Senior exemption policy questioned


During Tuesday’s school board meeting, Wake County’s senior exam exemption policy took center stage. Many parents, students, and teachers questioned its fairness and effectiveness in keeping up the attendance of seniors.

In the block schedule used at Leesville and many other Wake County schools, seniors are exempted final exams not authorized by the state if they have an “A” for a class and no more than three excused absences, a “B” and no more than two absences, or a “C” and only one absence.  

Alexa McMahon, senior “loves” the policy. “It’s a win-win for teachers and students. For the teachers, it gives students incentive to come to school and for the students, it sort of defines seniority by giving us special privileges for our final year,” she said.

The exemption policy does have its flaws, however, and the seniors seem to be the ones suffering its consequences.

Nicole Benson, senior, recalls being in a classroom full of sick seniors due to the exemption policy.

“I was surrounded by people blowing their noses and coughing up their lungs. Clearly, they all needed to go home, but they wouldn’t because they didn’t want to take their exams,” she said.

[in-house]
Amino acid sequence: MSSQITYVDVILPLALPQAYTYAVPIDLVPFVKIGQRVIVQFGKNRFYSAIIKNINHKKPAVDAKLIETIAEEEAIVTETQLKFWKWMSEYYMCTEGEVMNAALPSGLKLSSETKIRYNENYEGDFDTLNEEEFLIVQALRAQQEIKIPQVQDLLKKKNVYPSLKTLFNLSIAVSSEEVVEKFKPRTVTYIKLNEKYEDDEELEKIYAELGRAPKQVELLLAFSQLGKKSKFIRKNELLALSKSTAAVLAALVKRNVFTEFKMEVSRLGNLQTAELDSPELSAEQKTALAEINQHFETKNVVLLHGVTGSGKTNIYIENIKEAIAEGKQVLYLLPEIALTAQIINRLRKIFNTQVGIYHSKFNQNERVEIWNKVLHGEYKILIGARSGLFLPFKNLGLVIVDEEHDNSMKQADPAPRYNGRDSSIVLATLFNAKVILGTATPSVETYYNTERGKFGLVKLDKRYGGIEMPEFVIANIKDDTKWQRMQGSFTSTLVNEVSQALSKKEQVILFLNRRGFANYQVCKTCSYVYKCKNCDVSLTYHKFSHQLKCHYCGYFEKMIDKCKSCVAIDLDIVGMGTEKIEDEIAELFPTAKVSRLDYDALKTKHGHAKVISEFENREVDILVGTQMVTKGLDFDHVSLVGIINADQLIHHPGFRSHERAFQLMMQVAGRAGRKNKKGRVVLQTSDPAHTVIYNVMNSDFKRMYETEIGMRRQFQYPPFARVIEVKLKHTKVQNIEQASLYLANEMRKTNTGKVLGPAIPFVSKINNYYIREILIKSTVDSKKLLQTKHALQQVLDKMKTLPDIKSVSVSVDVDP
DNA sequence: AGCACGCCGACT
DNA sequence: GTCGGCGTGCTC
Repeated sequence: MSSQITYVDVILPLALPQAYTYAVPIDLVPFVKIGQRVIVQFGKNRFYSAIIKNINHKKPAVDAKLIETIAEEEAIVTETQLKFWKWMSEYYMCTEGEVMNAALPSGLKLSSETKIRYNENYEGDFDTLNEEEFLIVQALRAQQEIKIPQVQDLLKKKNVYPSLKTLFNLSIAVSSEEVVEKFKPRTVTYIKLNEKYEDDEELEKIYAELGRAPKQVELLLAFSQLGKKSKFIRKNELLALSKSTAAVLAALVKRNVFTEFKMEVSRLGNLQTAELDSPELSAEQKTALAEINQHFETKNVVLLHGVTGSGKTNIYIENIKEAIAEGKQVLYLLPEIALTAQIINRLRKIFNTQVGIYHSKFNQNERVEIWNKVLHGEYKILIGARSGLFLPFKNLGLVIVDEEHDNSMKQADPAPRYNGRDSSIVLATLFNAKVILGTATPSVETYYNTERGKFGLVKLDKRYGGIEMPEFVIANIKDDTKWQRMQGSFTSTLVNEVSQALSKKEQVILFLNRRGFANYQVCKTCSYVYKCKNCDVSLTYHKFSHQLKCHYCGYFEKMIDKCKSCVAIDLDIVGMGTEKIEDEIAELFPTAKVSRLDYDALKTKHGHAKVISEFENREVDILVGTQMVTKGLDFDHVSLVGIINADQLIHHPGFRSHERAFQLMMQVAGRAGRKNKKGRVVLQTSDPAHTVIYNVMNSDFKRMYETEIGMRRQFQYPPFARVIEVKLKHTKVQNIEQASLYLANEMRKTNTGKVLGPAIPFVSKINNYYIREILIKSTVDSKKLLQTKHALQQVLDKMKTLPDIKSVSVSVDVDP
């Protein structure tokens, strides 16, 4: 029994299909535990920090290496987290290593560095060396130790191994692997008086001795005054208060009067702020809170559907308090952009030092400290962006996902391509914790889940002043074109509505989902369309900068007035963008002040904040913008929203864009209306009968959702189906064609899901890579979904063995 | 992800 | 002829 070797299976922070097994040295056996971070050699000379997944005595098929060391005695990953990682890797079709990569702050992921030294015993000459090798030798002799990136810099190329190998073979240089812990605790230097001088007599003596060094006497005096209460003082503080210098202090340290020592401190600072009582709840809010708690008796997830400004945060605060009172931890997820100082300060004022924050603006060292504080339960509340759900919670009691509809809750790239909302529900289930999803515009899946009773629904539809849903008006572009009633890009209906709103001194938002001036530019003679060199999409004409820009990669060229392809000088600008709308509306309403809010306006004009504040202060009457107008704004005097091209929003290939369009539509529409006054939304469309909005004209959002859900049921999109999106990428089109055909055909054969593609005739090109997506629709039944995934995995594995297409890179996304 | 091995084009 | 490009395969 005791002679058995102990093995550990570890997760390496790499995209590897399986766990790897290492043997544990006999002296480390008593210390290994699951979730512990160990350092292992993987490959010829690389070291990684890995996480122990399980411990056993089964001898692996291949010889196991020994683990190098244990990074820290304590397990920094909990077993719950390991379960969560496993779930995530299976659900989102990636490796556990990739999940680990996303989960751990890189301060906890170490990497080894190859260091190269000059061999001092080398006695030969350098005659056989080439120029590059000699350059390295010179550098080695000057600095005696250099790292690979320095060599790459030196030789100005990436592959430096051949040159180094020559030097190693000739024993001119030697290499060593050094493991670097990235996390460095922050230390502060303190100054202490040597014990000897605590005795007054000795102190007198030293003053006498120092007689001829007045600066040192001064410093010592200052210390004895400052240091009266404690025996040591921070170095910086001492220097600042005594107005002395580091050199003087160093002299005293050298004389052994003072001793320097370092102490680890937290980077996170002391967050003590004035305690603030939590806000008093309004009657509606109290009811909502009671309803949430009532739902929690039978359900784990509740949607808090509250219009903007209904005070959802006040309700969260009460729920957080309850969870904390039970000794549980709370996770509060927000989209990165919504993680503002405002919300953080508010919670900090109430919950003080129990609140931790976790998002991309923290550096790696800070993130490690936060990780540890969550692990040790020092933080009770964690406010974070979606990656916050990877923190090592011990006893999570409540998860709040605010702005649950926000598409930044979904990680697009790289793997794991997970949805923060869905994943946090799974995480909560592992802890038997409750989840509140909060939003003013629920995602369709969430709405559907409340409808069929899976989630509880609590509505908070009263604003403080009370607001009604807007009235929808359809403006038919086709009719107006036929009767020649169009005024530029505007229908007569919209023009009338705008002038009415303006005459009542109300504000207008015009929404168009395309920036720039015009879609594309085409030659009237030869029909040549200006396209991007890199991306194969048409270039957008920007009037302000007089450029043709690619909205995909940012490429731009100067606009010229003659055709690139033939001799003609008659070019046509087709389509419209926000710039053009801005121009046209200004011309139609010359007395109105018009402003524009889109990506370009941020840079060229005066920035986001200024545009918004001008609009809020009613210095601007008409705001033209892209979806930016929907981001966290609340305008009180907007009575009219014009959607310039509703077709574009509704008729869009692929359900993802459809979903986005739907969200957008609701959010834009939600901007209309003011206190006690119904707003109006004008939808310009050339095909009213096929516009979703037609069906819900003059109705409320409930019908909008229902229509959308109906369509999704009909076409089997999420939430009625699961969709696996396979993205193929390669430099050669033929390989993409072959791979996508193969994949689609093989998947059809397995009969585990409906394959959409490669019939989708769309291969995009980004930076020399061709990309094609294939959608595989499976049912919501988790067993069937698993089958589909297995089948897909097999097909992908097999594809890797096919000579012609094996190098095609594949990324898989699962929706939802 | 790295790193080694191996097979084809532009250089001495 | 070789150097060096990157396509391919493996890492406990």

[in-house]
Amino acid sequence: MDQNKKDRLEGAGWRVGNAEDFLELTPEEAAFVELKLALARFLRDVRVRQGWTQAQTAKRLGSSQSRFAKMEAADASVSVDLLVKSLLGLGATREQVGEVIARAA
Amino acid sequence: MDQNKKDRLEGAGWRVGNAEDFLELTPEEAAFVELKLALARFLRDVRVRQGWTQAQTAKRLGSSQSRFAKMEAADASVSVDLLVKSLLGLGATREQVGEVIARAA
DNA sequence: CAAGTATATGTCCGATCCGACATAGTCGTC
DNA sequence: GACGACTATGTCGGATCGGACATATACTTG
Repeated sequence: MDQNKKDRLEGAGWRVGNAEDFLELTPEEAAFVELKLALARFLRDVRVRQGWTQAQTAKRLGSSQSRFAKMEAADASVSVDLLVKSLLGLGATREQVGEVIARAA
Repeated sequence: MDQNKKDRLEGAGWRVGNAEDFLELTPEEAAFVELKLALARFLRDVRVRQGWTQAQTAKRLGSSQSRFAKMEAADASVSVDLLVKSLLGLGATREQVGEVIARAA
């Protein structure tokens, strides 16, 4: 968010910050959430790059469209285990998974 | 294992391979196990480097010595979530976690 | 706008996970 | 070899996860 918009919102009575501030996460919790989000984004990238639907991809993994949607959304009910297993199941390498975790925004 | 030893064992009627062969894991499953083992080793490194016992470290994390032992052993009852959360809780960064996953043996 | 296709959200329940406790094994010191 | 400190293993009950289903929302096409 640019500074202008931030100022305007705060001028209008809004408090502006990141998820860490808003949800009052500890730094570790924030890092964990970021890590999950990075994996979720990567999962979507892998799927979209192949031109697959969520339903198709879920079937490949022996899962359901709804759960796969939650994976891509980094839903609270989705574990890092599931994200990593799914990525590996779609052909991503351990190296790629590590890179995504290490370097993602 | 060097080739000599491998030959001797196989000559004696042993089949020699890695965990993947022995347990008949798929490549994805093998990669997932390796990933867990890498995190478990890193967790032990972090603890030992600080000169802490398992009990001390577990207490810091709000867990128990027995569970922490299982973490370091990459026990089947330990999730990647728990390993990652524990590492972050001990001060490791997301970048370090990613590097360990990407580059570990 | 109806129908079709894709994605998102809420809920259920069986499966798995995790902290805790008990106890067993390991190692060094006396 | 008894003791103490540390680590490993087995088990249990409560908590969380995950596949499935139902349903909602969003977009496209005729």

“It’s frustrating because all they were doing was making everyone sick. If the policy wasn’t so restrictive, people would actually be able to come to school healthy.”

Abby Jenkins, senior, ran into a drawback of the policy after being rushed to the hospital earlier this year for a sudden illness.

“I ended up being in the hospital for four days recuperating, and then had to end up taking my exams because I was in the hospital,” she said.

“It was totally unfair because I was passing my classes with A’s and still had to take my exams all because I wasn’t at school. It’s ridiculous.”

At Tuesday’s school board meeting, it was announced that Wake County high school principals and administrators are working on a waiver allowing seniors to note “extenuating circumstances,” so that certain absences won’t be counted against exemptions allotted to seniors.

Extenuating circumstances include medical reasons, a death in the family, and rare educational experiences.

“I really hope they change the policy because it’s not worth all the stress that goes into coming to school sick,” said Jenkins.

Next year, seniors will hopefully be able to stay home when they are sick but still be able to be exempt from their exams.


  1. What about those students that work really hard, in order to earn exemptions. Taking this away would add SO MUCH STRESS to the already stressed lives that seniors possess from trying to get into college, maintaining grades, getting a job, etc. Maybe offer healthier public school cafeteria foods so that people are healthier/able to withstand cold and flu season?


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